12. Astronaut John Young photographed collecting lunar samples

    Science.gov (United States)

    1972-01-01

    Astronaut John W. Young, commander of the Apollo 16 lunar landing mission, is photographed collecting lunar samples near North Ray crater during the third Apollo 16 extravehicular activity (EVA-3) at the Descartes landing site. This picture was taken by Astronaut Charles M. Duke Jr., lunar module pilot. Young is using the lunar surface rake and a set of tongs. The Lunar Roving Vehicle is parked in the field of large boulders in the background.

  13. Lunar Base Sitting

    Science.gov (United States)

    Staehle, Robert L.; Burke, James D.; Snyder, Gerald C.; Dowling, Richard; Spudis, Paul D.

    1993-12-01

    Speculation with regard to a permanent lunar base has been with us since Robert Goddard was working on the first liquid-fueled rockets in the 1920's. With the infusion of data from the Apollo Moon flights, a once speculative area of space exploration has become an exciting possibility. A Moon base is not only a very real possibility, but is probably a critical element in the continuation of our piloted space program. This article, originally drafted by World Space Foundation volunteers in conjuction with various academic and research groups, examines some of the strategies involved in selecting an appropriate site for such a lunar base. Site selection involves a number of complex variables, including raw materials for possible rocket propellant generation, hot an cold cycles, view of the sky (for astronomical considerations, among others), geological makeup of the region, and more. This article summarizes the key base siting considerations and suggests some alternatives. Availability of specific resources, including energy and certain minerals, is critical to success.

  14. Pressurized Lunar Rover (PLR)

    Science.gov (United States)

    Creel, Kenneth; Frampton, Jeffrey; Honaker, David; McClure, Kerry; Zeinali, Mazyar; Bhardwaj, Manoj; Bulsara, Vatsal; Kokan, David; Shariff, Shaun; Svarverud, Eric

    The objective of this project was to design a manned pressurized lunar rover (PLR) for long-range transportation and for exploration of the lunar surface. The vehicle must be capable of operating on a 14-day mission, traveling within a radius of 500 km during a lunar day or within a 50-km radius during a lunar night. The vehicle must accommodate a nominal crew of four, support two 28-hour EVA's, and in case of emergency, support a crew of six when near the lunar base. A nominal speed of ten km/hr and capability of towing a trailer with a mass of two mt are required. Two preliminary designs have been developed by two independent student teams. The PLR 1 design proposes a seven meter long cylindrical main vehicle and a trailer which houses the power and heat rejection systems. The main vehicle carries the astronauts, life support systems, navigation and communication systems, lighting, robotic arms, tools, and equipment for exploratory experiments. The rover uses a simple mobility system with six wheels on the main vehicle and two on the trailer. The nonpressurized trailer contains a modular radioisotope thermoelectric generator (RTG) supplying 6.5 kW continuous power. A secondary energy storage for short-term peak power needs is provided by a bank of lithium-sulfur dioxide batteries. The life support system is partly a regenerative system with air and hygiene water being recycled. A layer of water inside the composite shell surrounds the command center allowing the center to be used as a safe haven during solar flares. The PLR 1 has a total mass of 6197 kg. It has a top speed of 18 km/hr and is capable of towing three metric tons, in addition to the RTG trailer. The PLR 2 configuration consists of two four-meter diameter, cylindrical hulls which are passively connected by a flexible passageway, resulting in the overall vehicle length of 11 m. The vehicle is driven by eight independently suspended wheels. The dual-cylinder concept allows articulated as well as double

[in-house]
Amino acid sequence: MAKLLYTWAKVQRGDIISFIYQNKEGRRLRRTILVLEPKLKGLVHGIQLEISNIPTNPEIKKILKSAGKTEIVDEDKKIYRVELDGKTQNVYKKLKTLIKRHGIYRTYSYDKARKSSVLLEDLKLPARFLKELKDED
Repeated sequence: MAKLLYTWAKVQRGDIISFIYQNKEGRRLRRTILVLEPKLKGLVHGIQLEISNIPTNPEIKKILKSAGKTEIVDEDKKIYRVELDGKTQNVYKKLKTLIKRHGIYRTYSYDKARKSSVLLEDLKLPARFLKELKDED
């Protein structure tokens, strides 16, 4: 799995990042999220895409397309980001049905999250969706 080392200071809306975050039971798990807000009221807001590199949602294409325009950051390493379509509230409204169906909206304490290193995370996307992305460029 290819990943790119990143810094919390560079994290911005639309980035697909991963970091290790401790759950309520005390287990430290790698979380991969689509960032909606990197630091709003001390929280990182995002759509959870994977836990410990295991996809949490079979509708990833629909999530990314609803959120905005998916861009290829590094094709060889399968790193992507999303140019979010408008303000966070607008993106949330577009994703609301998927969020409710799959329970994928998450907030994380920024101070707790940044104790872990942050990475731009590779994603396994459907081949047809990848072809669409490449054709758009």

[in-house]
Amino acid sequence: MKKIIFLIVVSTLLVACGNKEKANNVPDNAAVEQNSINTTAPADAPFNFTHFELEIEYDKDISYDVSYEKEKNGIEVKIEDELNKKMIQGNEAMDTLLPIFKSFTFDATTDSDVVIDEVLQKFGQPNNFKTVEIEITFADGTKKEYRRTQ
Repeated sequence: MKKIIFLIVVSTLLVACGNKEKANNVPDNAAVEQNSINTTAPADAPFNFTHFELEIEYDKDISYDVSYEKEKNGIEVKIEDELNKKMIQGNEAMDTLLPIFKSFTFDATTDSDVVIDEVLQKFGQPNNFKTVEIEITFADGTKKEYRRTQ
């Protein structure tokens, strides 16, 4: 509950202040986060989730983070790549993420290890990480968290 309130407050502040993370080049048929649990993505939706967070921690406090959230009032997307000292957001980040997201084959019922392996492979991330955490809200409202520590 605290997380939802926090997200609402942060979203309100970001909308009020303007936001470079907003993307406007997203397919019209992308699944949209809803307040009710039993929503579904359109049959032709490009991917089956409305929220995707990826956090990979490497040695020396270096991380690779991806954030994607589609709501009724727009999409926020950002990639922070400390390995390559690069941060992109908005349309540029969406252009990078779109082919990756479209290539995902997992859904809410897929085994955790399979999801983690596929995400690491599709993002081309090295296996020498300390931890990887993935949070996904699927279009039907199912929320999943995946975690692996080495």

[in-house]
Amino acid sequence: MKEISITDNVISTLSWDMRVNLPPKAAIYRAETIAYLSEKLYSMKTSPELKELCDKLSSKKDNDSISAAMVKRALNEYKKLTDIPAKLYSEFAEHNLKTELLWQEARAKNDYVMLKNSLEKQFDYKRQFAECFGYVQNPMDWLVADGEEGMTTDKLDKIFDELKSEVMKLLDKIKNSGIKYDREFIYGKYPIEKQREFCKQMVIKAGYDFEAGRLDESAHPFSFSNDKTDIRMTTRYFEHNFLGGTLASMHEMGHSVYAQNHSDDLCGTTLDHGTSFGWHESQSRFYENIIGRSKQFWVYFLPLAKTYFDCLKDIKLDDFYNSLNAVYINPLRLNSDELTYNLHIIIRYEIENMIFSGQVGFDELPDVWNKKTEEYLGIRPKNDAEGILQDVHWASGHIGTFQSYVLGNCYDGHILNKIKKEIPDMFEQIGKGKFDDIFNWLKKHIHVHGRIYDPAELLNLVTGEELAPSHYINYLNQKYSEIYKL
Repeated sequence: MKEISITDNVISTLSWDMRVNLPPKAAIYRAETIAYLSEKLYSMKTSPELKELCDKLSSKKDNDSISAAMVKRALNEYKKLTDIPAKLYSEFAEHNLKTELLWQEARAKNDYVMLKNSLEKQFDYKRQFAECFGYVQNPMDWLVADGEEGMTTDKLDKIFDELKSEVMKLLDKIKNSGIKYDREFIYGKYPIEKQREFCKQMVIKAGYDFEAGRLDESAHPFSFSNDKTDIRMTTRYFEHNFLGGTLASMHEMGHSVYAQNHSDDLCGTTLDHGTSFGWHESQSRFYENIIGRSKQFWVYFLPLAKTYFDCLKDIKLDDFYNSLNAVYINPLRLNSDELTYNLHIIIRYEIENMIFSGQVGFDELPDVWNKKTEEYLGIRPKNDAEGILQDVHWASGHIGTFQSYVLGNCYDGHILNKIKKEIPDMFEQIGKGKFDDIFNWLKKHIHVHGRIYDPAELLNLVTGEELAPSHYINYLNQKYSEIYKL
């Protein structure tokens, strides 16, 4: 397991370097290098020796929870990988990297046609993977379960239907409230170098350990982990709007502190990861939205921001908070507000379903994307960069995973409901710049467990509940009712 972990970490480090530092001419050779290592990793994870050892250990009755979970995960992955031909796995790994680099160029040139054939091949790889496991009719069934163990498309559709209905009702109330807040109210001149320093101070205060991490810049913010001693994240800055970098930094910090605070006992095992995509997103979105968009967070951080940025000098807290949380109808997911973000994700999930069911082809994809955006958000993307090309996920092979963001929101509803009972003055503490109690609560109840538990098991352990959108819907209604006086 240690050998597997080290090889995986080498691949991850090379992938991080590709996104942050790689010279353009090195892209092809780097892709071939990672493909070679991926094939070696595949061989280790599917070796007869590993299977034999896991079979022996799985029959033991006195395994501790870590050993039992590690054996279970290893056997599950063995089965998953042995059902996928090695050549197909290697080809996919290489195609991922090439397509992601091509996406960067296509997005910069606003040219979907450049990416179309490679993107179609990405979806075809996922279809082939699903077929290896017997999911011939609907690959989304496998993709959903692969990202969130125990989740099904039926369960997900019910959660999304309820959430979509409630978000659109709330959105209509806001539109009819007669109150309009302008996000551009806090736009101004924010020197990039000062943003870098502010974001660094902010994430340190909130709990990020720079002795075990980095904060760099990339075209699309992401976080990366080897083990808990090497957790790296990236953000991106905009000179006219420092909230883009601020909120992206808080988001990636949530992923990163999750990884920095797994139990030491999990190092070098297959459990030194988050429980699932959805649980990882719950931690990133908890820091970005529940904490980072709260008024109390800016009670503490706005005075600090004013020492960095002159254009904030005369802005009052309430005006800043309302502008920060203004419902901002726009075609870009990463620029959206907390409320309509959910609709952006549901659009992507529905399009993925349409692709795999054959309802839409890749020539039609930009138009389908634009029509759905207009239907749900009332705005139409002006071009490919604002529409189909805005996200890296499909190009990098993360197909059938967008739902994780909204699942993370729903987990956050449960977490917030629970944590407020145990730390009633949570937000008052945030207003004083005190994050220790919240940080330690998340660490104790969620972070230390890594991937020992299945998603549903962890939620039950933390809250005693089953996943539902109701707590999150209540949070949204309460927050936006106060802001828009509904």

15. Year 3 LUNAR Annual Report to the NASA Lunar Science Institute

    OpenAIRE

    Burns, Jack; Lazio, Joseph

    2012-01-01